The selective use of AMSA following high-dose cytarabine in patients with acute myeloid leukaemia in relapse: a Leukemia Intergroup Study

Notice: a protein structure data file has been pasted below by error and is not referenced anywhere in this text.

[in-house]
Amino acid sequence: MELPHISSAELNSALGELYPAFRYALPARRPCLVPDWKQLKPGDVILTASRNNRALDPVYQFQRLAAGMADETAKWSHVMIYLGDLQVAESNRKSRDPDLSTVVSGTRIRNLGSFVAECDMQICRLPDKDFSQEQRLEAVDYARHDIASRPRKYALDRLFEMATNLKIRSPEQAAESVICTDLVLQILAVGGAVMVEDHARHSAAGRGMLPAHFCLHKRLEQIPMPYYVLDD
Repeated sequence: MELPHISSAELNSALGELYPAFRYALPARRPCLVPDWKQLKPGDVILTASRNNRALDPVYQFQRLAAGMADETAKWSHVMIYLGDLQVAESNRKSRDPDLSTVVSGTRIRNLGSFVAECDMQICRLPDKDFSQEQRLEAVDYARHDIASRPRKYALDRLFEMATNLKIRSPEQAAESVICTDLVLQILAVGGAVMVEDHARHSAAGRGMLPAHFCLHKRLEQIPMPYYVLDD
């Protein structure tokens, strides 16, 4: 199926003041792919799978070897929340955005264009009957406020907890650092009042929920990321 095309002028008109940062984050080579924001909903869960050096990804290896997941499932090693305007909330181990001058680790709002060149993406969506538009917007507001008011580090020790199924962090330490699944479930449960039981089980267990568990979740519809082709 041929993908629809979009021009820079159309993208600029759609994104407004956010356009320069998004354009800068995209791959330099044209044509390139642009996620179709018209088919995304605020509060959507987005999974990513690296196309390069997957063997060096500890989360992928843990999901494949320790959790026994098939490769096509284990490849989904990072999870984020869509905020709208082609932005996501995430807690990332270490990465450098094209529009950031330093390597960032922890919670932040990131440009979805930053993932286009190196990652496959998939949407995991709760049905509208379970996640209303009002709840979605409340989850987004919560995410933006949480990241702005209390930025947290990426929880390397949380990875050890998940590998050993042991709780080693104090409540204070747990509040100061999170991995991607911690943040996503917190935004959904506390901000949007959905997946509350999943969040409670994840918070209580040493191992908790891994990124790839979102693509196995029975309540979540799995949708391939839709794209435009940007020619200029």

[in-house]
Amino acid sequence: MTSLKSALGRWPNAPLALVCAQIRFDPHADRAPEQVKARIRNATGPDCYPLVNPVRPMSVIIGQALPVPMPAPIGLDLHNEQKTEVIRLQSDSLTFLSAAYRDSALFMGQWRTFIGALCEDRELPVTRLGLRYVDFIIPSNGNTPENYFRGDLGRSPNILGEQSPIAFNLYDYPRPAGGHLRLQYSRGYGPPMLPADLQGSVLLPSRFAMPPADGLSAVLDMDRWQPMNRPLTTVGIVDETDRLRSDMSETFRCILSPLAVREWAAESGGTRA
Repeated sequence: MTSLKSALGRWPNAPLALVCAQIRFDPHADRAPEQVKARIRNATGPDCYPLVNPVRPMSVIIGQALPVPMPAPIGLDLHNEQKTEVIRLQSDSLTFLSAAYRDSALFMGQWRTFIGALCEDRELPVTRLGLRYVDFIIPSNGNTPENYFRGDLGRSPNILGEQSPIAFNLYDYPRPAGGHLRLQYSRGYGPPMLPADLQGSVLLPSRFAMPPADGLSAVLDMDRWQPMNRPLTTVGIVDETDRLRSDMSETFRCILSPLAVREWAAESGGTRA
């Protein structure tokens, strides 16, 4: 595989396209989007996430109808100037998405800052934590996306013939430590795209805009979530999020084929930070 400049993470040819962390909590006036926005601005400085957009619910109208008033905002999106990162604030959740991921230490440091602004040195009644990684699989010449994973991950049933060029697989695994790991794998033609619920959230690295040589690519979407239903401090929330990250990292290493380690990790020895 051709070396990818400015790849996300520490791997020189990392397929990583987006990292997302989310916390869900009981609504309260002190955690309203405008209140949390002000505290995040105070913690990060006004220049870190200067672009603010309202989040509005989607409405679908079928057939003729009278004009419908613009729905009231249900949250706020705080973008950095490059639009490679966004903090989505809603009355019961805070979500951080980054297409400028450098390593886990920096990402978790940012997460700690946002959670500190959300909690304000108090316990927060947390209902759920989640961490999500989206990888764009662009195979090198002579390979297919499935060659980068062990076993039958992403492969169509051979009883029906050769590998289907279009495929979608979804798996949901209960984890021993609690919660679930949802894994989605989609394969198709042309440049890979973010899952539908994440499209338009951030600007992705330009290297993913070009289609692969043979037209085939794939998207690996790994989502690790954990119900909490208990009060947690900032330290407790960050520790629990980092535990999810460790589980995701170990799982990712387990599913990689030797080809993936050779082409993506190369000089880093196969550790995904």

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This clinical trial was designed to evaluate the role of high-dose cytarabine (ara-C) in the treatment of adults with acute myeloid leukaemia (AML) in first relapse. We also tested the hypothesis that the selective use of AMSA (100 mg/m2/d on days 7, 8 and 9) would increase the complete remission (CR) rate when leukaemia cells remained in the bone marrow immediately following 6 d of Ara-C (2-3 g/m2/12 h) alone. Of 155 patients evaluable for response, 115 (74%) experienced marked cytoreduction by day 6 and received no further induction chemotherapy; 53 (45%) of these patients achieved CR after one course and 45 (38%) had resistant disease. The 36 patients (23%) with inadequate cytoreduction after the 6 d of ara-C alone were randomly assigned either to no further chemotherapy (21 patients) or to 3 d of AMSA (15 patients). The CR rates after one course were 14% and 53%, respectively (P = 0.01), and the fractions with resistant disease were 76% and 40%, respectively. The fractional reduction of leukaemia cells in the day 6 bone marrow aspirate specimen (P < 0.0001) and the reduction in the leukaemia cell mass measured in the day 6 marrow biopsy (P = 0.001) were the strongest predictors for achieving CR versus having residual disease in univariate analyses. The median duration of remission was 5 months, but seven patients (10%) remain in CR after 30-92 + months. Among the 140 patients who received only the 6 d of ara-C, the pretreatment albumin (P = 0.002) and lactate dehydrogenase (P = 0.01) levels were the strongest predictors of response in univariate analyses, but only the albumin remained significant (P = 0.01) in a stepwise logistic regression analysis. Those patients with albumin > 4.0 mg/dl and LDH < 125% of normal had a 71% CR rate, and only 16% had resistant disease. Thus, pretreatment characteristics and rapid cytoreductin in the day 6 bone marrow sample identified a favourable subset of patients with AML in first relapse, some of whom responded quite well to 6 d of ara-C alone and have had long disease-free remissions.
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